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Damn America

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Anonymous
April 21, 2004 4:53:35 PM

Archived from groups: alt.tv.tech.hdtv (More info?)

Damn America is slow and expansive on lots of things. Cell phone
network and Broadband Internet are two of them.

Just a thought, can we get cheap HDTV set or HDTV tuner from another
country, China or maybe even England, but use them here in the States.

More about : damn america

Anonymous
April 21, 2004 4:53:36 PM

Archived from groups: alt.tv.tech.hdtv (More info?)

On Wed, 21 Apr 2004, Bob Miller wrote:
> However a small US TV assembler which assembles TV's from parts from Korea
> and the only US "manufacturer" of TV sets petitioned the US to slap 45%
> tariffs on China claiming dumping.

Let's not forget a small company in New York City which wants to broadcast
advertisements to city buses, and has done its best to delay the
deployment of digital TV by making false claims (repeatedly debunked) that
8-VSB was inferior to COFDM for North American use.

This company's web site consists solely of a flash animation and a mailto
link to one Bob Miller.

-- Mark --

http://staff.washington.edu/mrc
Science does not emerge from voting, party politics, or public debate.
Si vis pacem, para bellum.
April 21, 2004 5:39:51 PM

Archived from groups: alt.tv.tech.hdtv (More info?)

You can't help being stupid, but you don't need to parade it here.


"notlogin" <notlogin@times.com> wrote in message
news:8arc80ljmo19blkedlgb3do6s9rk9iuo7j@4ax.com...
> Damn America is slow and expansive on lots of things. Cell phone
> network and Broadband Internet are two of them.
>
> Just a thought, can we get cheap HDTV set or HDTV tuner from another
> country, China or maybe even England, but use them here in the States.
Related resources
April 21, 2004 11:10:32 PM

Archived from groups: alt.tv.tech.hdtv (More info?)

"Mark Crispin" <mrc@CAC.Washington.EDU> wrote in message
news:p ine.LNX.4.60.0404211052110.18712@shiva1.cac.washington.edu...
> On Wed, 21 Apr 2004, Bob Miller wrote:
> > However a small US TV assembler which assembles TV's from parts from
Korea
> > and the only US "manufacturer" of TV sets petitioned the US to slap 45%
> > tariffs on China claiming dumping.
> Let's not forget a small company in New York City which wants to
broadcast
> advertisements to city buses, and has done its best to delay the
> deployment of digital TV by making false claims (repeatedly debunked) that
> 8-VSB was inferior to COFDM for North American use.
> This company's web site consists solely of a flash animation and a mailto
> link to one Bob Miller.
> -- Mark --
> http://staff.washington.edu/mrc
> Science does not emerge from voting, party politics, or public debate.
> Si vis pacem, para bellum.

Yeah, Miller was unceremoniously dumped from the AVS forum in 2000, shortly
after
everyone learned about his laughable agenda.
Anonymous
April 22, 2004 12:53:42 AM

Archived from groups: alt.tv.tech.hdtv (More info?)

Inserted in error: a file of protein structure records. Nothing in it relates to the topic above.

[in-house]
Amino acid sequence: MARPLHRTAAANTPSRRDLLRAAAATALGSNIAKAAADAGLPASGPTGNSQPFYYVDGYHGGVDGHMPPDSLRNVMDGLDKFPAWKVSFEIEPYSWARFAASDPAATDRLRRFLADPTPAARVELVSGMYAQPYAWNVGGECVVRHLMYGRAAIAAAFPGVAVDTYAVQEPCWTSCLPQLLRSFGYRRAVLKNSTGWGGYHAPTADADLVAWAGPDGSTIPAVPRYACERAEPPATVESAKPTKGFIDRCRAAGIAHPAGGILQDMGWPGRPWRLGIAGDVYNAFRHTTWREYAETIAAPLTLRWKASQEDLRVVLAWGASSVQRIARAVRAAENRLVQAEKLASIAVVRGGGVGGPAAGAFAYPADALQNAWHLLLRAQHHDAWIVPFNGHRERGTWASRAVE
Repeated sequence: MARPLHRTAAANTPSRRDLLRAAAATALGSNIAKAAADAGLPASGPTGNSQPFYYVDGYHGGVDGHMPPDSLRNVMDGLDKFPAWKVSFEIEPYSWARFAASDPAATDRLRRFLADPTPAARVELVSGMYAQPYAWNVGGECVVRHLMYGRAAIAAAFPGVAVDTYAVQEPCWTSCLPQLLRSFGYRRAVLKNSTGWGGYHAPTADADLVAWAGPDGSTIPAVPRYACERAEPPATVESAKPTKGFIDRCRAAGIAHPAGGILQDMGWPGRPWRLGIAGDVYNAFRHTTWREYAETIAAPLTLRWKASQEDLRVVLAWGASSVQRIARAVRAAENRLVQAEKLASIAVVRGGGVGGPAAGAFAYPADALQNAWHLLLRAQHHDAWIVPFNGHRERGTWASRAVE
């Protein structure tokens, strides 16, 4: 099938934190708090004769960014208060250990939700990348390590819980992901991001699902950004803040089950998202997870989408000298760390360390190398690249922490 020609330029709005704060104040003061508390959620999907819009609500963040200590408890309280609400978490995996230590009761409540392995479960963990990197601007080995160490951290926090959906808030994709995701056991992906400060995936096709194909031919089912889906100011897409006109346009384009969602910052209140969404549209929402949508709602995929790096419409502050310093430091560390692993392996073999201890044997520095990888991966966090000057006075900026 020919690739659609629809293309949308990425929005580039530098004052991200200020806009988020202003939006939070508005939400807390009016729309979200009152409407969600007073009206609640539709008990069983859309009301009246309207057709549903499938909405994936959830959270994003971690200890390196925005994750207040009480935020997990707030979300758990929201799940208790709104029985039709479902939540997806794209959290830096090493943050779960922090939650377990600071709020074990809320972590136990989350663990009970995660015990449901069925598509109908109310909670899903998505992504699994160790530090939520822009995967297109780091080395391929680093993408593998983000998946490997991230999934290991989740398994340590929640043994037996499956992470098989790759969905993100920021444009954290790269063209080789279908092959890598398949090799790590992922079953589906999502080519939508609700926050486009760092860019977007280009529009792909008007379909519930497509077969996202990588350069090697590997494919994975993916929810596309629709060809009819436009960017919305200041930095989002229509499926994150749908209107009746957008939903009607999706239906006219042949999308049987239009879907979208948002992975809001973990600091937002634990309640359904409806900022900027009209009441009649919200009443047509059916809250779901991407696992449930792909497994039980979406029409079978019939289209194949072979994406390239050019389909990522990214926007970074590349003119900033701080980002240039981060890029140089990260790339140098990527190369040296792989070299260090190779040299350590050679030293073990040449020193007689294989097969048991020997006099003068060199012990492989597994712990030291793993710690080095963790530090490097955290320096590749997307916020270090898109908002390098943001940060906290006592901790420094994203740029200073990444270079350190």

"notlogin" <notlogin@times.com> wrote in message
news:8arc80ljmo19blkedlgb3do6s9rk9iuo7j@4ax.com...
> Damn America is slow and expansive on lots of things. Cell phone
> network and Broadband Internet are two of them.
>
> Just a thought, can we get cheap HDTV set or HDTV tuner from another
> country, China or maybe even England, but use them here in the States.

There is no HDTV in England and our HD STB's are already made in Asia.
Anonymous
April 22, 2004 2:31:39 PM

Archived from groups: alt.tv.tech.hdtv (More info?)

On Wed, 21 Apr 2004, Randy Sweeney wrote:
> There is no HDTV in England

But Bob Miller says that England is a shining example of how COFDM is the
solution for HDTV!

-- Mark --

http://staff.washington.edu/mrc
Science does not emerge from voting, party politics, or public debate.
Si vis pacem, para bellum.
Anonymous
April 23, 2004 12:30:51 AM

Archived from groups: alt.tv.tech.hdtv (More info?)

On Fri, 23 Apr 2004, Bob Miller wrote:
> I talk to them. They are hyper-ventilating with excitement about what they
> will do. My best bet. Subscription services including multicasting and
> datacasting with a little HD thrown in during prime time. But the HD part
> won't last long unless it makes a lot of money.

We should also take note of this confession by Bob Miller. He has just
openly admitted that he wants to destroy HDTV in order to free up enough
bandwidth for multicasting and datacasting.

I propose that we lobby Congress to prohibit the use of television
frequencies for multicasting, datacasting, or any other transmission not
directly related to television service.

-- Mark --

http://staff.washington.edu/mrc
Science does not emerge from voting, party politics, or public debate.
Si vis pacem, para bellum.
Anonymous
April 23, 2004 12:52:49 AM

Archived from groups: alt.tv.tech.hdtv (More info?)

"Mark Crispin" <mrc@CAC.Washington.EDU> wrote in message
news:p ine.LNX.4.60.0404221029340.8480@shiva1.cac.washington.edu...
> On Wed, 21 Apr 2004, Randy Sweeney wrote:
> > There is no HDTV in England
>
> But Bob Miller says that England is a shining example of how COFDM is the
> solution for HDTV!


Notice carefully when Bob and indeed Sinclair and the whole COFDM ra-ra team
speak

They speak of DTV, not HDTV.